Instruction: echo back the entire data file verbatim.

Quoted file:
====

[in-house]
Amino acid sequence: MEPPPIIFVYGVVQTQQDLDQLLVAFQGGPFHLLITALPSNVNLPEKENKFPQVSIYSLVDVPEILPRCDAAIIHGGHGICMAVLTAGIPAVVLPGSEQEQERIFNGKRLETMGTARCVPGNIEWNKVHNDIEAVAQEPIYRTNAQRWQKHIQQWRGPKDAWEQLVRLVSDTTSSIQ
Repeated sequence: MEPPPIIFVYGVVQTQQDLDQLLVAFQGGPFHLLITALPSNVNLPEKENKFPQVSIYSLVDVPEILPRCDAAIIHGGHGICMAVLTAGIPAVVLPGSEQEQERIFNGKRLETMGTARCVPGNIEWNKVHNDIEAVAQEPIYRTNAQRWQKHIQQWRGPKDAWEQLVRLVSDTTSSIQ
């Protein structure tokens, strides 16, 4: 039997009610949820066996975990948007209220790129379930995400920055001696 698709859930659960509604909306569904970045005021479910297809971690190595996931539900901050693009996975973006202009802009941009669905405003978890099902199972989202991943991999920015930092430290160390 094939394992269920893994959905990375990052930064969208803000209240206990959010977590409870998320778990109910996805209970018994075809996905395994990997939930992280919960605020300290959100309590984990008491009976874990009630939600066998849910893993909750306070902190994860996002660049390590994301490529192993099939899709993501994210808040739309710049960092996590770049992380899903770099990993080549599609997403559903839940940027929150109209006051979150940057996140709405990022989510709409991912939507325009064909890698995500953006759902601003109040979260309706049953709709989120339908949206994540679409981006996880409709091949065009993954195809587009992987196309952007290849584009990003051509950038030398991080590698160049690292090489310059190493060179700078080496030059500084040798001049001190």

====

[in-house]
Amino acid sequence: MEPPPIIFVYGVVQTQQDLDQLLVAFQGGPFHLLITALPSNVNLPEKENKFPQVSIYSLVDVPEILPRCDAAIIHGGHGICMAVLTAGIPAVVLPGSEQEQERIFNGKRLETMGTARCVPGNIEWNKVHNDIEAVAQEPIYRTNAQRWQKHIQQWRGPKDAWEQLVRLVSDTTSSIQ
Repeated sequence: MEPPPIIFVYGVVQTQQDLDQLLVAFQGGPFHLLITALPSNVNLPEKENKFPQVSIYSLVDVPEILPRCDAAIIHGGHGICMAVLTAGIPAVVLPGSEQEQERIFNGKRLETMGTARCVPGNIEWNKVHNDIEAVAQEPIYRTNAQRWQKHIQQWRGPKDAWEQLVRLVSDTTSSIQ
């Protein structure tokens, strides 16, 4: 039997009610949820066996975990948007209220790129379930995400920055001696 698709859930659960509604909306569904970045005021479910297809971690190595996931539900901050693009996975973006202009802009941009669905405003978890099902199972989202991943991999920015930092430290160390 094939394992269920893994959905990375990052930064969208803000209240206990959010977590409870998320778990109910996805209970018994075809996905395994990997939930992280919960605020300290959100309590984990008491009976874990009630939600066998849910893993909750306070902190994860996002660049390590994301490529192993099939899709993501994210808040739309710049960092996590770049992380899903770099990993080549599609997403559903839940940027929150109209006051979150940057996140709405990022989510709409991912939507325009064909890698995500953006759902601003109040979260309706049953709709989120339908949206994540679409981006996880409709091949065009993954195809587009992987196309952007290849584009990003051509950038030398991080590698160049690292090489310059190493060179700078080496030059500084040798001049001190």